Eamon was highly indignant. I was highly amused.

“Pup, be reasonable!” Fergus panted, resting his hands on his knees to stop himself from tumbling over. “He’s the king. The best match you could hope for. Especially a woman in your situation should call herself lucky and show some gratitude!”

“Then why don’t you marry him if he’s such a good catch?” the girl retorted. “I myself have no intention to do so.”

Ha! The whole afternoon I had spent with young ladies who were so determined to marry me they even forced themselves to laugh at my lamest jokes. And finally there was one even less thrilled by this whole farce than me. I liked her instantly.

“You need someone to take care of you,” her brother insisted.

“I can very well take care of myself,” she snapped.

“Indeed. You proved that well when you allowed Howe to take you captive,” the teyrn growled.

That shut her up rather effectively. A shadow cast over her face, a haunted look appeared in her eyes and it seemed as if she was going to give in, but then she crossed her arms defiantly. Good girl. I would have been seriously disappointed to see her resistance broken. “What if he picks his nose?” she sulked. “And eats it!”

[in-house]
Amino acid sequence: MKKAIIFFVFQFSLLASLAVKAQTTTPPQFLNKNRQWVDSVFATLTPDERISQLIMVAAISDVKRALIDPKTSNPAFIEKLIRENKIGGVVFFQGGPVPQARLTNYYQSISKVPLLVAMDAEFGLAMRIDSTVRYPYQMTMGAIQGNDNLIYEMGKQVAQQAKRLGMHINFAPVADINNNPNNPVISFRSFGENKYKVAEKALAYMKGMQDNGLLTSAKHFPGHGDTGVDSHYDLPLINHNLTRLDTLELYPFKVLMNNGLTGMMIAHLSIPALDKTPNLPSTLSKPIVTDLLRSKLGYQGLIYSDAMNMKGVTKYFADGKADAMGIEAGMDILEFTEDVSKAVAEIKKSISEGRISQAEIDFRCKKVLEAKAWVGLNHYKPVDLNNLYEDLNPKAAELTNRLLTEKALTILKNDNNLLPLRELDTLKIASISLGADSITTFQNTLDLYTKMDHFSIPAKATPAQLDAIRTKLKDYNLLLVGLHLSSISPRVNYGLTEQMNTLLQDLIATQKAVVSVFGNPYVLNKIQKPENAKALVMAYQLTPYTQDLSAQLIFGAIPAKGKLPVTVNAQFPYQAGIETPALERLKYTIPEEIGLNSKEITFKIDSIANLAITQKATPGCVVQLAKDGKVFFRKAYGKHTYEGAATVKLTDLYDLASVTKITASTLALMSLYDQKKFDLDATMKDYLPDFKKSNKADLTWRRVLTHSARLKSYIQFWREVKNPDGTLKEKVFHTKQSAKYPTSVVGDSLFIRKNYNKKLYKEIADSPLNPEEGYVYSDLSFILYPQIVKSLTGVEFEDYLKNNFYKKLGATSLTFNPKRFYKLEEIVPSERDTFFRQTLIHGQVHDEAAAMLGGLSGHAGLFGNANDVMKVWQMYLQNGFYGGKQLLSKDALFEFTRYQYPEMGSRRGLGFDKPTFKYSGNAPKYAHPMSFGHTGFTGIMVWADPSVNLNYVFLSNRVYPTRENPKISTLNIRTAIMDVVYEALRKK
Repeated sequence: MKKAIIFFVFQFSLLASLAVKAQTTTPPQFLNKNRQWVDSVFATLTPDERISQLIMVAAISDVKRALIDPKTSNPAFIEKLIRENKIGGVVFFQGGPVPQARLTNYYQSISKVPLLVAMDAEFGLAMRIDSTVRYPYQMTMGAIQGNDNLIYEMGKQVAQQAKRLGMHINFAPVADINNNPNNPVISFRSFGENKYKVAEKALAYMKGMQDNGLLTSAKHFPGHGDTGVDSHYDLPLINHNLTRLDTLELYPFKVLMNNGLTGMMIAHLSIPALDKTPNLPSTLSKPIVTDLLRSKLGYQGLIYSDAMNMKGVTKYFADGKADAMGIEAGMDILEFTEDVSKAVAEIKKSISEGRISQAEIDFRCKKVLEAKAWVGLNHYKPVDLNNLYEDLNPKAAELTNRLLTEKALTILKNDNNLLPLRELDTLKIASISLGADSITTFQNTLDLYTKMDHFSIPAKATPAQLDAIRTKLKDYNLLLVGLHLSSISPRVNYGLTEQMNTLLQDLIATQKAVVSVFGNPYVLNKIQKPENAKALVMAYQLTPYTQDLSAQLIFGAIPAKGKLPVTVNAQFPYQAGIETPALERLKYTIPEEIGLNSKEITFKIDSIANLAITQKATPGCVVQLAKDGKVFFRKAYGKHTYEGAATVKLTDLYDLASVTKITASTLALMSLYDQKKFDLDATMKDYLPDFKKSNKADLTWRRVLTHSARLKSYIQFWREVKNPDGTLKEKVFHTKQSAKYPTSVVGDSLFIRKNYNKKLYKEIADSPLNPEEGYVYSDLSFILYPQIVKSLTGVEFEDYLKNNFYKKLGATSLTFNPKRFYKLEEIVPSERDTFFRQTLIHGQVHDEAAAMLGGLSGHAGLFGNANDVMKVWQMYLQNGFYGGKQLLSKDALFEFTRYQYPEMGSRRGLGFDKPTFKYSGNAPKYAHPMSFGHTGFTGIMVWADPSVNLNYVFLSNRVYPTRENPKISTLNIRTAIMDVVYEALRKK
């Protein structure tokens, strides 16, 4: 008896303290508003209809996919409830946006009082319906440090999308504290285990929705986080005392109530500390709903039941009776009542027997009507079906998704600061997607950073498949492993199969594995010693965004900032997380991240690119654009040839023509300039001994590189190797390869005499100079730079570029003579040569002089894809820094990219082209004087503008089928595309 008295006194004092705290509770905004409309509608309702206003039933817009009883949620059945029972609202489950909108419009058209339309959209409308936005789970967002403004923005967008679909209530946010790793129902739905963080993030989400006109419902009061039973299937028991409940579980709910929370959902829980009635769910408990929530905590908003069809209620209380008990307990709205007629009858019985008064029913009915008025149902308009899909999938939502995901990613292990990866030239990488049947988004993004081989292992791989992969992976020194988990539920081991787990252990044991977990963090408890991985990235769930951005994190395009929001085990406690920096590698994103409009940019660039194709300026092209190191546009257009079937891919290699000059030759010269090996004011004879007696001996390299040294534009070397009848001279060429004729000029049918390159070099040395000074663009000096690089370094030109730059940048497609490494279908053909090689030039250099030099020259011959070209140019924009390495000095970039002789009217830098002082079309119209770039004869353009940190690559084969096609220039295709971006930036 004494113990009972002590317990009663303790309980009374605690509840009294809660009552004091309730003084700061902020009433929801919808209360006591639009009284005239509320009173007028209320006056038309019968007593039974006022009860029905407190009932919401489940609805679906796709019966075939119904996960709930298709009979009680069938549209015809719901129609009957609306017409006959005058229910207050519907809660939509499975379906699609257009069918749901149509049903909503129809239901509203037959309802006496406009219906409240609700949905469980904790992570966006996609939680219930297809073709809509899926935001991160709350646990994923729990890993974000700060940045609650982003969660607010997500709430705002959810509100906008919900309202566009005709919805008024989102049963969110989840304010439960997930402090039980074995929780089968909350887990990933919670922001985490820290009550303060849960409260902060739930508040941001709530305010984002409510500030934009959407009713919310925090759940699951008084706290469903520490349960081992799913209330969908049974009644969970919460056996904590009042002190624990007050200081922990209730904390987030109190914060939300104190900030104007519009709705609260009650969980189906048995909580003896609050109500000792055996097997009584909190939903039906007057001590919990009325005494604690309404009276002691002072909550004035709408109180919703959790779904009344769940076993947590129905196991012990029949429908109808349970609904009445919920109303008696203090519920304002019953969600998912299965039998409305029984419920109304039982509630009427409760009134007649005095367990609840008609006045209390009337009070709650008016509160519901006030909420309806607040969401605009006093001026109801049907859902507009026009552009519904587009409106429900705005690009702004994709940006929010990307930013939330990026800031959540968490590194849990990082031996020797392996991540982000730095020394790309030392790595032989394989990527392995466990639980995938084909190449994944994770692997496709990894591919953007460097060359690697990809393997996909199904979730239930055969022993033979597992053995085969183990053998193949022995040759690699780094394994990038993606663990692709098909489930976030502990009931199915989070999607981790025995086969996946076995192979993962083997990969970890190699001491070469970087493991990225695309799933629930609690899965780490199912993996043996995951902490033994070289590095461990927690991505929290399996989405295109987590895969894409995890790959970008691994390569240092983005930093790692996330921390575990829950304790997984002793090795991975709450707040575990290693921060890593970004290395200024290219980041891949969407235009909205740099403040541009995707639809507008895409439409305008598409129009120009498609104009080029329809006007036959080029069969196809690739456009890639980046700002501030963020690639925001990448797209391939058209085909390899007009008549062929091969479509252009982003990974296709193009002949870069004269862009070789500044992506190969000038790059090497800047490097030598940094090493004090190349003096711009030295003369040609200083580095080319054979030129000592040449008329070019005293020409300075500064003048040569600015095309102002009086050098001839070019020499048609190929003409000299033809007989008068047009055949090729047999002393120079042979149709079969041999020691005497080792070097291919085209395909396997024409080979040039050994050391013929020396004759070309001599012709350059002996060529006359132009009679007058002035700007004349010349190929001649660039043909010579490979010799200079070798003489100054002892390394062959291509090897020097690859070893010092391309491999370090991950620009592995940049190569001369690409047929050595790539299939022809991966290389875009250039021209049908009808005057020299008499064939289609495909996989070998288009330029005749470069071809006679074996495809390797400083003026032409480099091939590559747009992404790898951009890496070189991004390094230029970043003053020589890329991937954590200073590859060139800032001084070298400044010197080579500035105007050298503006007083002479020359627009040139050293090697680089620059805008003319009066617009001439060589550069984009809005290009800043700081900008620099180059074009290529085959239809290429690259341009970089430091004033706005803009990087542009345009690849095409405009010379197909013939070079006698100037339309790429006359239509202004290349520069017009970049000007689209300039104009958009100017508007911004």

“Only with gravy,” I chuckled on entering the room. Fergus turned a whiter shade of pale at my appearance. While he still stammered an apology, his sister cheekily replied: “I prefer it in a pie.”

“With whipped cream,” I added, coming to a halt under the chandelier. I had to crane my neck to look at her. She was like a little imp, her red curls bouncing when she laughed, her large blue eyes gleaming with mirth. It was rather contagious and much to my surprise she had me laugh for real for the first time this day... in weeks actually, come to think of it. Once I realized what I was doing I felt guilty because I wasn’t mourning Suri properly. She would have slapped the back of my head for the mere thought. And still I felt like I was betraying her, like casting a shadow on her memory whenever I didn’t castigate myself in anything I did, said, thought...